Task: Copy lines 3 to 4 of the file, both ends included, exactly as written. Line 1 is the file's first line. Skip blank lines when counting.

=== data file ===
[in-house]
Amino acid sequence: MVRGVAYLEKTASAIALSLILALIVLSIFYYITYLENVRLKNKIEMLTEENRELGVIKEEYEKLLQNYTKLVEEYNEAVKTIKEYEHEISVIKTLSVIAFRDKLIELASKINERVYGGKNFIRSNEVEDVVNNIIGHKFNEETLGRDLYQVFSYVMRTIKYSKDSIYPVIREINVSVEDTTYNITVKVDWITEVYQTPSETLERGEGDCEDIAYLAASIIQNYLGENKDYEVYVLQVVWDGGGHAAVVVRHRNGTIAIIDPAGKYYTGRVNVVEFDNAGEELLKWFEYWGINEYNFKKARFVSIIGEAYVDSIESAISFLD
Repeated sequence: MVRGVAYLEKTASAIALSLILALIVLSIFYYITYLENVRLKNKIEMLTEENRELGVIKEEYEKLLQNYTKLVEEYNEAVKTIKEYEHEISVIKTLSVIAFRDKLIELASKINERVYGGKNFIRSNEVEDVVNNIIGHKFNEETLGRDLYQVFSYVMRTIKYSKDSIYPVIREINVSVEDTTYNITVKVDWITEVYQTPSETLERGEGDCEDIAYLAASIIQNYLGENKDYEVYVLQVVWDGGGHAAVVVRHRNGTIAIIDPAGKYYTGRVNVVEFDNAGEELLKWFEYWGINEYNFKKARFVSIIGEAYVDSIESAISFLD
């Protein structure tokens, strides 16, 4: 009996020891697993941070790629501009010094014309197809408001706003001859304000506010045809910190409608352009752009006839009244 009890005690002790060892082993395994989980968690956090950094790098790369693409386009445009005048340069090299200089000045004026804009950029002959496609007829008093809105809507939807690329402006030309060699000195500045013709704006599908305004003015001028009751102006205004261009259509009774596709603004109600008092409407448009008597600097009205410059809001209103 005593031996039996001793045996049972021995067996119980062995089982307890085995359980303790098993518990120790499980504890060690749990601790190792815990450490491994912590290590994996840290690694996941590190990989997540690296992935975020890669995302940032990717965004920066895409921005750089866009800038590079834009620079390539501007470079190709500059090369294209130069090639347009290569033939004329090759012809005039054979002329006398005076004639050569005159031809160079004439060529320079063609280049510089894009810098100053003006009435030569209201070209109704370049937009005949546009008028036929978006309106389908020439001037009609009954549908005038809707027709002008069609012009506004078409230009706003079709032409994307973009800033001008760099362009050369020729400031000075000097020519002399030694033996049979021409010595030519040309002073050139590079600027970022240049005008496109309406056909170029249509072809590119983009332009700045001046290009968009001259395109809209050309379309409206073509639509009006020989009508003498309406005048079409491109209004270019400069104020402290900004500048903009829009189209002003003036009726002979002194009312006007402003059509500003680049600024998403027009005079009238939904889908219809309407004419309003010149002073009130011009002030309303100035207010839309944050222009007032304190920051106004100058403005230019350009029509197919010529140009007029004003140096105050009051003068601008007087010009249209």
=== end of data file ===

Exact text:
Repeated sequence: MVRGVAYLEKTASAIALSLILALIVLSIFYYITYLENVRLKNKIEMLTEENRELGVIKEEYEKLLQNYTKLVEEYNEAVKTIKEYEHEISVIKTLSVIAFRDKLIELASKINERVYGGKNFIRSNEVEDVVNNIIGHKFNEETLGRDLYQVFSYVMRTIKYSKDSIYPVIREINVSVEDTTYNITVKVDWITEVYQTPSETLERGEGDCEDIAYLAASIIQNYLGENKDYEVYVLQVVWDGGGHAAVVVRHRNGTIAIIDPAGKYYTGRVNVVEFDNAGEELLKWFEYWGINEYNFKKARFVSIIGEAYVDSIESAISFLD
């Protein structure tokens, strides 16, 4: 009996020891697993941070790629501009010094014309197809408001706003001859304000506010045809910190409608352009752009006839009244 009890005690002790060892082993395994989980968690956090950094790098790369693409386009445009005048340069090299200089000045004026804009950029002959496609007829008093809105809507939807690329402006030309060699000195500045013709704006599908305004003015001028009751102006205004261009259509009774596709603004109600008092409407448009008597600097009205410059809001209103 005593031996039996001793045996049972021995067996119980062995089982307890085995359980303790098993518990120790499980504890060690749990601790190792815990450490491994912590290590994996840290690694996941590190990989997540690296992935975020890669995302940032990717965004920066895409921005750089866009800038590079834009620079390539501007470079190709500059090369294209130069090639347009290569033939004329090759012809005039054979002329006398005076004639050569005159031809160079004439060529320079063609280049510089894009810098100053003006009435030569209201070209109704370049937009005949546009008028036929978006309106389908020439001037009609009954549908005038809707027709002008069609012009506004078409230009706003079709032409994307973009800033001008760099362009050369020729400031000075000097020519002399030694033996049979021409010595030519040309002073050139590079600027970022240049005008496109309406056909170029249509072809590119983009332009700045001046290009968009001259395109809209050309379309409206073509639509009006020989009508003498309406005048079409491109209004270019400069104020402290900004500048903009829009189209002003003036009726002979002194009312006007402003059509500003680049600024998403027009005079009238939904889908219809309407004419309003010149002073009130011009002030309303100035207010839309944050222009007032304190920051106004100058403005230019350009029509197919010529140009007029004003140096105050009051003068601008007087010009249209």